Saturday, February 2, 2008


What is trauma?

There are two types of trauma — physical and mental. Physical trauma includes the body’s response to serious injury and threat. Mental trauma includes frightening thoughts and painful feelings. They are the mind’s response to serious injury. Mental trauma can produce strong feelings. It can also produce extreme behavior; such as intense fear or helplessness, withdrawal or detachment, lack of Concentration, irritability, sleep disturbance, aggression, hyper vigilance (intensely watching for more distressing events), or flashbacks (sense that event is reoccurring).

A response could be fear. It could be fear that a loved one will be hurt or killed. It is believed that more direct exposures to traumatic events causes greater harm...
However, second-hand exposure to violence can also be traumatic. This includes witnessing violence such as seeing or hearing about death and destruction after a building is bombed or a plane crashes.

Traumatic response in different people

There is no clear answer to this question, but it is likely that one or more of these factors are involved:

the severity of the event
the individual's personal history (which may not even be recalled)
the larger meaning the event represents for the individual (which may not be immediately evident)
coping skills, values and beliefs held by the individual (some of which may have never been identified)
the reactions and support from family, friends, and/or professionals

Anyone can become traumatized. Even professionals who work with trauma, or other people close to a traumatized person, can develop symptoms of "vicarious" or "secondary" traUmatization. Developing symptoms is never a sign of weakness. Symptoms should be taken seriously and steps should be taken to heal, just as one would take action to heal from a physical ailment. And just as with a physical
condition, the amount of time or assistance needed to recover from emotional trauma will vary from one person to another.

Symptoms of emotional trauma

There are common effects or conditions that may occur following a traumatic event. Sometimes these responses can be delayed, for months or even years after the event. Often people do not initially associate their symptoms with the precipitating trauma. The following are symptoms that may result from a more commonplace, unresolved trauma, especially if there were earlier, overwhelming life experiences:

Possible effects of emotional trauma

Even when unrecognized, emotional trauma can create lasting difficulties in an individual's life. One way to determine whether an emotional or psychological trauma has occurred, perhaps even early in life before language or conscious awareness were in place, is to look at the kinds of recurring problems one

might be experiencing. These can serve as clues to an earlier situation that caused a dysregulation in the structure or function of the brain.

Common personal and behavioral effects of emotional trauma:

substance abuse
compulsive behavior patterns
self-destructive and impulsive behavior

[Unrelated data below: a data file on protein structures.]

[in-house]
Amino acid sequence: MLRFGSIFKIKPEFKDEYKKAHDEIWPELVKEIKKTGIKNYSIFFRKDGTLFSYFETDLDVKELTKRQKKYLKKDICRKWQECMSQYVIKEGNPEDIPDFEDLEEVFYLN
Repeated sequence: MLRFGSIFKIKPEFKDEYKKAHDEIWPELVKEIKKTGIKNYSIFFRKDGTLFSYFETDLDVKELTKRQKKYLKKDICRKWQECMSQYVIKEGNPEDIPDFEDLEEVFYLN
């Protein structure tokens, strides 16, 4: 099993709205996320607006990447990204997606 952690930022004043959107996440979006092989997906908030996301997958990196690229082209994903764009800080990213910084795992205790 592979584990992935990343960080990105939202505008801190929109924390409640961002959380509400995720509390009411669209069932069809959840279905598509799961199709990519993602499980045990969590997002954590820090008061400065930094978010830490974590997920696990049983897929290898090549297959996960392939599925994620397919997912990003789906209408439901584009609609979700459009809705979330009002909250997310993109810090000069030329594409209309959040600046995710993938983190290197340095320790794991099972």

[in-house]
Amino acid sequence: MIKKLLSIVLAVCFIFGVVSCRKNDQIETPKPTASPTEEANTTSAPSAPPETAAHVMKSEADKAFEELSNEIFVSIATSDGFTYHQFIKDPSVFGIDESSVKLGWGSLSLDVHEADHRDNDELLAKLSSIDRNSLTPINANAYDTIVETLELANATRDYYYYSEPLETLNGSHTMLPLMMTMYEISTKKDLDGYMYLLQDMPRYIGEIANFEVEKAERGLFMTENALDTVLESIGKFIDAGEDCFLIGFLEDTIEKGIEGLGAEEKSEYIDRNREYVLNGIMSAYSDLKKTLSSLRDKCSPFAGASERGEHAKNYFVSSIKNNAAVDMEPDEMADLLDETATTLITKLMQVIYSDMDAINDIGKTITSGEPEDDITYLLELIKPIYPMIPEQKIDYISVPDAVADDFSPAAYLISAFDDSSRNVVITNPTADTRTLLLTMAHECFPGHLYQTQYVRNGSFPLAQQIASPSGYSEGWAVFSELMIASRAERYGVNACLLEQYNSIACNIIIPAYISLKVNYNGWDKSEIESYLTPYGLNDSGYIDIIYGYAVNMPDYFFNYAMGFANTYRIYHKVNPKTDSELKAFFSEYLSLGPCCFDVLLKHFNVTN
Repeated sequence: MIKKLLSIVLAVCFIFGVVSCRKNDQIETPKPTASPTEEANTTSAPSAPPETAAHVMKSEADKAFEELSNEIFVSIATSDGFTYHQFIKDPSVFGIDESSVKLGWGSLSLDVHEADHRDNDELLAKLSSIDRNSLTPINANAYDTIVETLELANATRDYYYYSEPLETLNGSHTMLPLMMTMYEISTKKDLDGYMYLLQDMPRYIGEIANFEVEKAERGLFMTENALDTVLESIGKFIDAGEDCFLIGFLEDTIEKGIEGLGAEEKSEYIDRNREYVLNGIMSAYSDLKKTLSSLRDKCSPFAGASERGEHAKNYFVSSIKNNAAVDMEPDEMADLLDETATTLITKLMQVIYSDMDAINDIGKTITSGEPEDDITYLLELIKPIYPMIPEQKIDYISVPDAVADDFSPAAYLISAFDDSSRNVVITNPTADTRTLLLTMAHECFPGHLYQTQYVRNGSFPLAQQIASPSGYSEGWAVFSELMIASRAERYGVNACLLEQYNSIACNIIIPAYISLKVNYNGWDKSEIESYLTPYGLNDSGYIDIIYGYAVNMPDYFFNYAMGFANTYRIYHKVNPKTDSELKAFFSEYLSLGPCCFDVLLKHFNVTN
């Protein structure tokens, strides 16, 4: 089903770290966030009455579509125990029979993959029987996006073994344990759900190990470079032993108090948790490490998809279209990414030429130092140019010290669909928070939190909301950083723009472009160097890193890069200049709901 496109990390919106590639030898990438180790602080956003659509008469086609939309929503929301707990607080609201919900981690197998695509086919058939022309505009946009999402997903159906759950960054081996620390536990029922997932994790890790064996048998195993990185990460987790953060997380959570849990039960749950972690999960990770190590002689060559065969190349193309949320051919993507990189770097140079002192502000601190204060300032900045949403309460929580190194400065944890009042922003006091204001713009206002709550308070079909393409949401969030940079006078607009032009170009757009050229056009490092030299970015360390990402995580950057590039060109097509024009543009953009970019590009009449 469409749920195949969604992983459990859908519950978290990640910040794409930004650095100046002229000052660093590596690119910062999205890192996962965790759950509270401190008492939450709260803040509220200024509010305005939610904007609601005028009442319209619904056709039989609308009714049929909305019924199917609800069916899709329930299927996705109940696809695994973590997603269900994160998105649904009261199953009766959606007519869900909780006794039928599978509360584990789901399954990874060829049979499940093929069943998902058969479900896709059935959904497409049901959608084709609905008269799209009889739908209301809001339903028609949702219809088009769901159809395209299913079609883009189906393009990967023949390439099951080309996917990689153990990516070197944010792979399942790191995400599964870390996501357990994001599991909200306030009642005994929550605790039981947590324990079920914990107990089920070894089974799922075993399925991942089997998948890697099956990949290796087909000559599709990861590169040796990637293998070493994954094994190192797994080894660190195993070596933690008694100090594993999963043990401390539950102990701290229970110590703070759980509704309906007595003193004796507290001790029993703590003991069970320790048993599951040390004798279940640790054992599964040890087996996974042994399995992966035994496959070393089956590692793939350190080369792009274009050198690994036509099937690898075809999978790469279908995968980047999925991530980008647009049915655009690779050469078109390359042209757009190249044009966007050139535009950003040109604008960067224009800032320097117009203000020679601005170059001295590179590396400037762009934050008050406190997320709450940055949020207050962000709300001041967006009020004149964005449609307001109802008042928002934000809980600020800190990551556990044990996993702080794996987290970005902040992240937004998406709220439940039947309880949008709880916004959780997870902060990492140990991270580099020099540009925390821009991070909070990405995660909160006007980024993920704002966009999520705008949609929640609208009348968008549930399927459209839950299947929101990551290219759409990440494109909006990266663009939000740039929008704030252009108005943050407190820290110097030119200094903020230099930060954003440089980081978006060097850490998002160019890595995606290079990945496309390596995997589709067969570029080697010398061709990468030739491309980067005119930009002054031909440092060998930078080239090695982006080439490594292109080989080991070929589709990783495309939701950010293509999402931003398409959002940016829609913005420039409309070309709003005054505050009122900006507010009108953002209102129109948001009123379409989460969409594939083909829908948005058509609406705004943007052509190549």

uncontrollable reactive thoughts
inability to make healthy professional or lifestyle choices
dissociative symptoms ("splitting off" parts of the self)
feelings of ineffectiveness, shame, despair, hopelessness
feeling permanently damaged
a loss of previously sustained beliefs
Common effects of emotional trauma on interpersonal relationships:
inability to maintain close relationships or choose appropriate friends and mates
sexual problems
arguments with family members, employers or co-workers
social withdrawal
feeling constantly threatened

What if symptoms don't go away, or appear at a later time?

Over time, even without professional treatment, symptoms of an emotional trauma generally subside, and normal daily functioning gradually returns. However, even after time has passed, sometimes the symptoms don't go away. Or they may appear to be gone, but surface again in another stressful situation. When a person's daily life functioning or life choices continue to be affected, a post-traumatic stress disorder may be the problem, requiring professional assistance.

Torture in modern society

Torture is widely practiced worldwide: Amnesty International received reports of torture or cruel, inhuman or degrading treatment or punishment in more than 150 countries during the four year period from 1997 to 2000. These accusations concerned acts against political prisoners in 70 countries and other prisoners and detainees in more than 130 countries. State torture has been extensivEly documented and studied, often as part of efforts at collective memory and reconciliation in societies that have experienced a change in government.

Surveys of torture survivors reveal that torture "is not aimed primarily at the extraction of information ... Its real aim is to break down the victim's personality and identity." When applied indiscriminately, torture is used as a tool of repression and deterrence against dissent and community empowerment.

The effects of torture are complex. While wounds, bruises and broken bones heal over time, the deeper psychological trauma often last for a lifetime. Anxiety, depression, insomnia, nightmares, memory difficulties, social withdrawal, irritability, feelings of helplessness, affective numbing, flashbacks, shame, mistrust, ruminations, unexplained pain, the feeling of being permanently injured and changed, many medical complaints, and digestive and sexual difficulties, are some of the most common symptoms. All these, especially the feeling of being permanently changed, are part of the contemporary torturer's objective: to destroy the victim's humanity through a systematic infliction of severe pain and extreme
psychological humiliation.

Survivors of torture frequently have difficulties in trusting themselves and others and in building relationships. A number of therapists hold that disempowerment and disconnection from others are the core experiences of the psychological trauma of torture, which are expressed through depression, fear, feelings of isolation and powerlessness. Thus torture affects not only the individual, but the family and the entire community.

Amnesty International's medical groups discovered three things after collecting and analyzing the findings of twenty-five years of work with survivors of torture:
1. Torture continued to persecute the survivors many years later with its physical and mental sequelae.
2. In modern times it is not aimed primarily at the extraction of information, as commonly portrayed in films. Its real aim is to break down the victim's personality and identity.